The Journal of The Japanese Society of Balneology, Climatology and Physical Medicine
Online ISSN : 1884-3697
Print ISSN : 0029-0343
ISSN-L : 0029-0343
Advance online publication
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  • Shinichirou HOSHI, Chiaki YAGURA, Makoto NEJISHIMA
    Article ID: 2315
    Published: 2019
    [Advance publication] Released: August 09, 2019
    JOURNALS FREE ACCESS ADVANCE PUBLICATION

      Objective: The purpose of this research is to clarify whether the current situation of the lower back pain prevention education of manual therapists is different between the colleges for sighted persons and those for the visually impaired. This research investigated the current situation of the guidance using an up-and-down type treatment table and the current situation of lower back pain prevention education at manual therapist colleges in Japan.

      Method: A mail-in survey was conducted for 85 colleges providing a manual therapist training program. For data analysis, descriptive statistics were used to calculate proportions. The type of colleges and implementation of lower back pain prevention education were chi-square tested against other questions.

      Results: Of the 52 colleges that responded to the survey form, those for sighted persons which offered lower back pain prevention education numbered 8 of 8 (100%), while such institutions for the visually impaired were 22 of 44 (50%) (p<0.001). Among the 51 colleges responding to the question about the up-and-down treatment table, 1 in 8 (12.5%) institutions for the sighted used the device, as did 43 of 43 (100%) (p<0.001) institutions for the visually impaired. Of the 44 colleges which use the up-and-down type treatment table, 38 (86.4%) taught the height of the treatment table and 43 (97.7%) taught the posture, but there was no common guidance method used by a majority of the colleges. Among the 44 colleges using the up-and-down type treatment table, those which provided lower back pain prevention education and taught the height of the treatment table were 23 of 23 (100%) (p=0.008).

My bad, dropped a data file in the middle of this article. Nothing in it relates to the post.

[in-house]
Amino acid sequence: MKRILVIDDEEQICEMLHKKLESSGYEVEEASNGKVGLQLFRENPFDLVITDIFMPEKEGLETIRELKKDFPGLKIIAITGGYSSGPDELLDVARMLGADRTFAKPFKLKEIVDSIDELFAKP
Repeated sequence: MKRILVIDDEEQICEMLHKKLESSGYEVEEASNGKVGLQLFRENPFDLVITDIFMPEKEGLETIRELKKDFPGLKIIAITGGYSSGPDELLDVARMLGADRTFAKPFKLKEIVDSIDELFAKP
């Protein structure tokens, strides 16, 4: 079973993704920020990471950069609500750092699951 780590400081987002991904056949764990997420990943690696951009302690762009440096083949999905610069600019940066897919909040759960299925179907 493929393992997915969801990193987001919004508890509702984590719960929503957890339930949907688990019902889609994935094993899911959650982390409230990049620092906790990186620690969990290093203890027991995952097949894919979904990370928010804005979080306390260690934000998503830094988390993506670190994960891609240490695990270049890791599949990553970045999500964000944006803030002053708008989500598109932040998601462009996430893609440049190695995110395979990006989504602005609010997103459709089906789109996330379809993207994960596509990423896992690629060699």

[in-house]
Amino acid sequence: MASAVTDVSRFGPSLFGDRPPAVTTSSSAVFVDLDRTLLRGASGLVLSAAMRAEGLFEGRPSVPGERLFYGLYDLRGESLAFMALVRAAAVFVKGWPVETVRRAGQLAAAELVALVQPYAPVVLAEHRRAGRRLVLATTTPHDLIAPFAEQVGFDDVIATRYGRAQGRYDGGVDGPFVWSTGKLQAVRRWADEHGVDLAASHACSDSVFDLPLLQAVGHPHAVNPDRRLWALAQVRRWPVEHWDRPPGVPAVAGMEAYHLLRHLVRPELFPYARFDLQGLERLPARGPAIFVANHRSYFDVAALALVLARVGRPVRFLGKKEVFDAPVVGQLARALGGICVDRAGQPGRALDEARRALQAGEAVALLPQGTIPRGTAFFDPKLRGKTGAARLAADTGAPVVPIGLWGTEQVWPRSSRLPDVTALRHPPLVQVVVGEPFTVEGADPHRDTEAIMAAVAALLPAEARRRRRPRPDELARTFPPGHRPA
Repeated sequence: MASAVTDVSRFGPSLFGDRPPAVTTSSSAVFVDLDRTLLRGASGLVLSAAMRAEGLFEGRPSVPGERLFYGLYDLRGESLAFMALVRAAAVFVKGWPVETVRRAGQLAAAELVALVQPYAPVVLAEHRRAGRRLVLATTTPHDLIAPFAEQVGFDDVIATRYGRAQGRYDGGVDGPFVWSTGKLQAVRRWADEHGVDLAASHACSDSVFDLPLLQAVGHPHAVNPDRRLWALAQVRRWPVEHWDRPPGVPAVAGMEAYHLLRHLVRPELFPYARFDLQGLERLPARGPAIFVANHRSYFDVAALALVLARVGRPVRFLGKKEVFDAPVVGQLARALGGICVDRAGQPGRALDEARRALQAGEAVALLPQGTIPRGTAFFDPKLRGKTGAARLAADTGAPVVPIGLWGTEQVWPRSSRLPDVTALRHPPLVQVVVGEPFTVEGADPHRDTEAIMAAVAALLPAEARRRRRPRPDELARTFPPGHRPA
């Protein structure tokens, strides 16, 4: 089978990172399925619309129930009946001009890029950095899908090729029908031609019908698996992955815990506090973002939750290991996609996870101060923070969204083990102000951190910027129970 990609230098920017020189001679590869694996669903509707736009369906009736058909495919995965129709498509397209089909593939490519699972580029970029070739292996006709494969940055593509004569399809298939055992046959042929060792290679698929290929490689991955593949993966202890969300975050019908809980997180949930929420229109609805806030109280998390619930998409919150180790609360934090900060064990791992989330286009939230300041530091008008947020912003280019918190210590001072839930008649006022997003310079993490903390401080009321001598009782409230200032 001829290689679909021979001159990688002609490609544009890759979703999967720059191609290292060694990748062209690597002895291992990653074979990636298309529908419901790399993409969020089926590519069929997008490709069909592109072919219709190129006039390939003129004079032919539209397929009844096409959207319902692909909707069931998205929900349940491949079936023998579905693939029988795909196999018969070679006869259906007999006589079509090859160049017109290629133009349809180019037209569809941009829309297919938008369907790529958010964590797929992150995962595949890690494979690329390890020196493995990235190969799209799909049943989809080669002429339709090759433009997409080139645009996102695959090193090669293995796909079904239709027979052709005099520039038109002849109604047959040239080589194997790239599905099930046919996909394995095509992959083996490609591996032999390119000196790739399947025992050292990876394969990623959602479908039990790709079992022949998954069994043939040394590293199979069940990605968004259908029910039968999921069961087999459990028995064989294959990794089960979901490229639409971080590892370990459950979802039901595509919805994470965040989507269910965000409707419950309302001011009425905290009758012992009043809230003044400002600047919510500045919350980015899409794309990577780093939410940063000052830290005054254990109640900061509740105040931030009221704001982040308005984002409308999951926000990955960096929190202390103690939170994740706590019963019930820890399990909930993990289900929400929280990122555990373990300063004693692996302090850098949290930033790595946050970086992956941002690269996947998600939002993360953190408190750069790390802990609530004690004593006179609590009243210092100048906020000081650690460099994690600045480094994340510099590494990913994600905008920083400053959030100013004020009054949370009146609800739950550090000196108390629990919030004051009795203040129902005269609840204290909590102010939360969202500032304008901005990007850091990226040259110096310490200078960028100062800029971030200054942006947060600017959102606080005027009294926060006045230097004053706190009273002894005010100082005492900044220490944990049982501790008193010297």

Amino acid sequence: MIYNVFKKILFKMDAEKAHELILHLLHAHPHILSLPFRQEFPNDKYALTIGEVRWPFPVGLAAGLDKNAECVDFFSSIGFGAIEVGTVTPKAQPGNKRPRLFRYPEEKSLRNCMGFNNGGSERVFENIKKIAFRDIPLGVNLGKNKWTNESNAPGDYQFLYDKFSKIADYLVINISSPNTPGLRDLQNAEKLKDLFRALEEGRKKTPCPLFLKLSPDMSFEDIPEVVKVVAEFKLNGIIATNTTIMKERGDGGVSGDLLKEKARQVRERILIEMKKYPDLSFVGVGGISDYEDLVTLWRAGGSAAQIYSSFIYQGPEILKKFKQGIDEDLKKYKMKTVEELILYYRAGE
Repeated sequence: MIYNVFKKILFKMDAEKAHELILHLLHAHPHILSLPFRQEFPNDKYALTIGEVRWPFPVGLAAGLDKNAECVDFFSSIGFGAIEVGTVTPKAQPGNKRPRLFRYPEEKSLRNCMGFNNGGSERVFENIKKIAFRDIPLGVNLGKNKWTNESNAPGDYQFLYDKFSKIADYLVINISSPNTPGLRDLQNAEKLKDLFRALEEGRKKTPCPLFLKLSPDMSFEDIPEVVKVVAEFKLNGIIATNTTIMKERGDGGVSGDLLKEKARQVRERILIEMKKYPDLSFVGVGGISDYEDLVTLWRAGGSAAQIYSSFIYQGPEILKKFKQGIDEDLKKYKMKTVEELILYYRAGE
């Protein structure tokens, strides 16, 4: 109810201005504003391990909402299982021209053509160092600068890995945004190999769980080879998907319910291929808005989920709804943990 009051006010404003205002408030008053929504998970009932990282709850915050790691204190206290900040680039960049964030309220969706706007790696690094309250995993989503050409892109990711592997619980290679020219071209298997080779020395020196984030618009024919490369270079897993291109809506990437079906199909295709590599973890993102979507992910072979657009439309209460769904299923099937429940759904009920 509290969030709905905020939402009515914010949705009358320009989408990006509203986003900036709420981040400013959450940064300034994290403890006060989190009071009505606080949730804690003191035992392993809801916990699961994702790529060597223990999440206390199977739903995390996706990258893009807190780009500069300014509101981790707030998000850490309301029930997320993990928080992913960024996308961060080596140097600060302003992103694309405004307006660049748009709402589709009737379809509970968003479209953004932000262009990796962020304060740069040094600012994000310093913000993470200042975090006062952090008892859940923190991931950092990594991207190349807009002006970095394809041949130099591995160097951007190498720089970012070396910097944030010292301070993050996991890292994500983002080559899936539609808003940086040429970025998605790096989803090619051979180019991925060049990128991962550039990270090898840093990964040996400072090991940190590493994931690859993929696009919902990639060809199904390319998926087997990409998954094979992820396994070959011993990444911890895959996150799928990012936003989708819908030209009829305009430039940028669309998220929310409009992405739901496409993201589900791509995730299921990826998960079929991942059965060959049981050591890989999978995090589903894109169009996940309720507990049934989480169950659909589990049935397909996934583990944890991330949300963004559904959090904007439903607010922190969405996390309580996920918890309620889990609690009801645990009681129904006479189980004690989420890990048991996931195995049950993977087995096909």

Discussion: Manual therapist colleges have paid attention to teaching a posture, but that instruction is not connected to lower back pain prevention by teaching the height of a treatment table. Training colleges need a common teaching method to give systematic lower back pain prevention education.

      Conclusion: Manual therapist training differs by environment for sighted and visually impaired students, suggesting that teaching method of lower back pain prevention education is different.

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